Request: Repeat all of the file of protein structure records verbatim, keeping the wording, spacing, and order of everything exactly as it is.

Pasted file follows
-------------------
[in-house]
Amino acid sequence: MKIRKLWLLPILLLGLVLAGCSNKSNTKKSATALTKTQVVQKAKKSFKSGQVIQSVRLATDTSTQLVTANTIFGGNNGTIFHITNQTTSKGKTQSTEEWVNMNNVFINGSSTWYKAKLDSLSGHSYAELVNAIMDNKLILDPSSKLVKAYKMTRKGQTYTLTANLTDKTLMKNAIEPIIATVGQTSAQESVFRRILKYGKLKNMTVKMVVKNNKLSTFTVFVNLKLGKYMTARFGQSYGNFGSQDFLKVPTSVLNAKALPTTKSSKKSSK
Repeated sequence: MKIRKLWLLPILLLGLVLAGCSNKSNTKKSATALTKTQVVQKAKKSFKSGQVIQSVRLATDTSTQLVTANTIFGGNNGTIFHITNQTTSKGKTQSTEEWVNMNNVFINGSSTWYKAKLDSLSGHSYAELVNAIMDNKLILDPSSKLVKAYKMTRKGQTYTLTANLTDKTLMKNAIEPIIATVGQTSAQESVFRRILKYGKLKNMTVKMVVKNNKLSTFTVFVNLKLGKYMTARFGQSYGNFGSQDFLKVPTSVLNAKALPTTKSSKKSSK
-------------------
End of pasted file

[in-house]
Amino acid sequence: MKIRKLWLLPILLLGLVLAGCSNKSNTKKSATALTKTQVVQKAKKSFKSGQVIQSVRLATDTSTQLVTANTIFGGNNGTIFHITNQTTSKGKTQSTEEWVNMNNVFINGSSTWYKAKLDSLSGHSYAELVNAIMDNKLILDPSSKLVKAYKMTRKGQTYTLTANLTDKTLMKNAIEPIIATVGQTSAQESVFRRILKYGKLKNMTVKMVVKNNKLSTFTVFVNLKLGKYMTARFGQSYGNFGSQDFLKVPTSVLNAKALPTTKSSKKSSK
Repeated sequence: MKIRKLWLLPILLLGLVLAGCSNKSNTKKSATALTKTQVVQKAKKSFKSGQVIQSVRLATDTSTQLVTANTIFGGNNGTIFHITNQTTSKGKTQSTEEWVNMNNVFINGSSTWYKAKLDSLSGHSYAELVNAIMDNKLILDPSSKLVKAYKMTRKGQTYTLTANLTDKTLMKNAIEPIIATVGQTSAQESVFRRILKYGKLKNMTVKMVVKNNKLSTFTVFVNLKLGKYMTARFGQSYGNFGSQDFLKVPTSVLNAKALPTTKSSKKSSK